What are the possible health issues that can occur as a result of not enough or too much sleep?
Sleep has been and still is a commonly researched topic due to its implications in health and wellbeing. A systematic review on sleep and morbidity showed that not enough sleep (less than 7 hours) and too much sleep (more than 8 hours) had the same impact on multiple health factors. This included:
Type 2 diabetes
Obesity in both children and adults, and
Poor self-rated health
In addition, broken sleep has its health consequences as well, which is associated with a lack of REM sleep. These issues include lowered learning rate, poor memory and concentration and weight gain. There is also a common pattern among the patients that I treat whose sleep quality and quantity is compromised. These vary from muscle tension, headaches, digestive complaints, lowered immune response and fatigue.
What are the common contributors to poor sleep?
These are the commonly identified factors that can compromise sleep quality and quantity:
Stress (work and personal stress)
Over-consumption of caffeine
Exercise (too much or too little can impact sleep quality)
Diet high in sugar or carbohydrates
Eating a big meal at night
Drinking too much water towards bedtime
Excessive technology use at night
If you identify with one or more of the above factors, try changing them and see if these adjustments help you to sleep better. Remember, a good sleep isn’t just about getting a solid 8 hours of sleep - try to get to bed earlier to help improve your health and wellbeing.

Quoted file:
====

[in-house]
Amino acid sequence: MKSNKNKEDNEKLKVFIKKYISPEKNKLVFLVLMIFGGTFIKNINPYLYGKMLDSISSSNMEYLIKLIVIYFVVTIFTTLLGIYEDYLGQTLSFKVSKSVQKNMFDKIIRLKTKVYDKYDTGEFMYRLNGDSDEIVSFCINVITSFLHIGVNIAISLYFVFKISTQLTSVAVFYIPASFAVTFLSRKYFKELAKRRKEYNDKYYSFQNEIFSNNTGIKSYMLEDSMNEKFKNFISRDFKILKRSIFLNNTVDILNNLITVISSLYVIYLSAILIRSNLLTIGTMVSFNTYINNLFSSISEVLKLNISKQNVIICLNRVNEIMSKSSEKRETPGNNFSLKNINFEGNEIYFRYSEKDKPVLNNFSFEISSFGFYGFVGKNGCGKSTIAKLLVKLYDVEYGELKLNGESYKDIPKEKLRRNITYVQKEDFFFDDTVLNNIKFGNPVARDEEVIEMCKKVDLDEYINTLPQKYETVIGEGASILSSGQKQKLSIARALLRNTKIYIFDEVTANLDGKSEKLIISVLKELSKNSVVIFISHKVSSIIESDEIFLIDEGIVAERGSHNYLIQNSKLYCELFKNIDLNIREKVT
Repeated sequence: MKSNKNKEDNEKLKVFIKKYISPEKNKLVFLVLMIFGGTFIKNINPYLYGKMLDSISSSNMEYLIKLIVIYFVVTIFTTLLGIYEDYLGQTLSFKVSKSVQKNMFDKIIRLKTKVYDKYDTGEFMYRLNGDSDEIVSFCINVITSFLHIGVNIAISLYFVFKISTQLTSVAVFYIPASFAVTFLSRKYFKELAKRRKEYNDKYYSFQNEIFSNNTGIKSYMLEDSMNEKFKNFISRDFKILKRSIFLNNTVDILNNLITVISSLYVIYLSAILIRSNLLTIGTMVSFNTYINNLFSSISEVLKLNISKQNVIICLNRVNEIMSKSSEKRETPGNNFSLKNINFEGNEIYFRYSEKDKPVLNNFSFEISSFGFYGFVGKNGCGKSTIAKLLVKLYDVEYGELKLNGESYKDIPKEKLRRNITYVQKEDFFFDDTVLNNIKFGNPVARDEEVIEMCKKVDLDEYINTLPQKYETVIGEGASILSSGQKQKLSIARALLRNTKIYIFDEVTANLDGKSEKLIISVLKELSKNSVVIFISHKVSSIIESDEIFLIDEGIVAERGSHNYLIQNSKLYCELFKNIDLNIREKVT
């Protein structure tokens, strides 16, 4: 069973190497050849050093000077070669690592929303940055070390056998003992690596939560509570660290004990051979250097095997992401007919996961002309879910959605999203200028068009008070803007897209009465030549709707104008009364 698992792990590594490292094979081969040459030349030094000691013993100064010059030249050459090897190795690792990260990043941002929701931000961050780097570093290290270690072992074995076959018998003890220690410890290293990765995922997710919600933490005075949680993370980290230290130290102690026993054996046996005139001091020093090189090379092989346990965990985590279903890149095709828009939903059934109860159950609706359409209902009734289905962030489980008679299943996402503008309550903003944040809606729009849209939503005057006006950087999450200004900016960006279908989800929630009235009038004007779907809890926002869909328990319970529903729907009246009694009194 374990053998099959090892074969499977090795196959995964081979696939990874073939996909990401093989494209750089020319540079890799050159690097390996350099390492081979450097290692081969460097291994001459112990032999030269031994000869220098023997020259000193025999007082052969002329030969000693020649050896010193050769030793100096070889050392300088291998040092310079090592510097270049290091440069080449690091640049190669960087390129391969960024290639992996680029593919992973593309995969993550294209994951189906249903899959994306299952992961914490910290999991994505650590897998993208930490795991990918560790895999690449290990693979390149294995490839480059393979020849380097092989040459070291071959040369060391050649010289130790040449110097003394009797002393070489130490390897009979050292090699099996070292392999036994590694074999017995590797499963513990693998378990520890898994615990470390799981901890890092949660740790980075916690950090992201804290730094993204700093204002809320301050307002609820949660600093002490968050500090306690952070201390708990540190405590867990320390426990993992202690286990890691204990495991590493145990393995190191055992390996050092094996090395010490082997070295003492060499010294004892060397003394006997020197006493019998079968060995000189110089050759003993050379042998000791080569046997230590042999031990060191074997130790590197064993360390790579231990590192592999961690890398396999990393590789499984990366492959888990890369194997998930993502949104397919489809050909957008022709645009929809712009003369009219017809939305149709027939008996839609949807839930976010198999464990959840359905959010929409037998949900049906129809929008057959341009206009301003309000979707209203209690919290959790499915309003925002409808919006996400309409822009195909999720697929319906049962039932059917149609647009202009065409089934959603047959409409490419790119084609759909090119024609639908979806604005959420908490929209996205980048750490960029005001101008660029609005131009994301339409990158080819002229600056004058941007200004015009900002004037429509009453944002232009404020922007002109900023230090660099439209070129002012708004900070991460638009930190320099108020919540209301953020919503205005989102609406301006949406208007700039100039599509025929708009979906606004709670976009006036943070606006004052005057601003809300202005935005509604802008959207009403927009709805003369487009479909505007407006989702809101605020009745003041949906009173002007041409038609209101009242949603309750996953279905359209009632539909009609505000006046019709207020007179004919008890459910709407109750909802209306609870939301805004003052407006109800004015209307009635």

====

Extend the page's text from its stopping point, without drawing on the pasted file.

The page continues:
Can acupuncture help to improve my sleep?
Yes! A systematic review found that acupuncture had the same effect as sedative medications for sleep. The benefit of acupuncture in these studies was that acupuncture had no side effects, unlike some medications that can cause drowsiness and lethargy the following day. In fact, this is the main reason why a majority of my patients seek acupuncture treatments for sleep.
If you would like to find out more about how acupuncture can help you or your loved one with improving your sleep, please reach out to me via email at email@example.com. Alternatively, book online here to kick-start your journey into a better night's sleep.
Cappuccio FP, D'Elia L, Strazzullo P, Miller MA. Sleep Duration and All-Cause Mortality: A Systematic Review and Meta-Analysis of Prospective Studies. Sleep. 2010; 33:585-592
Patel SR, Hu FB. Short Sleep Duration and Weight Gain: A Systematic Review. Obesity. 2012; 16:643-653
Cao H, Pan X, Li H, Liu J. Acupuncture for Treatment of Insomnia: A Systematic Review of Randomized Controlled Trials. Journal of Alternative and Complementary Medicine. 2009; 11:1171-1186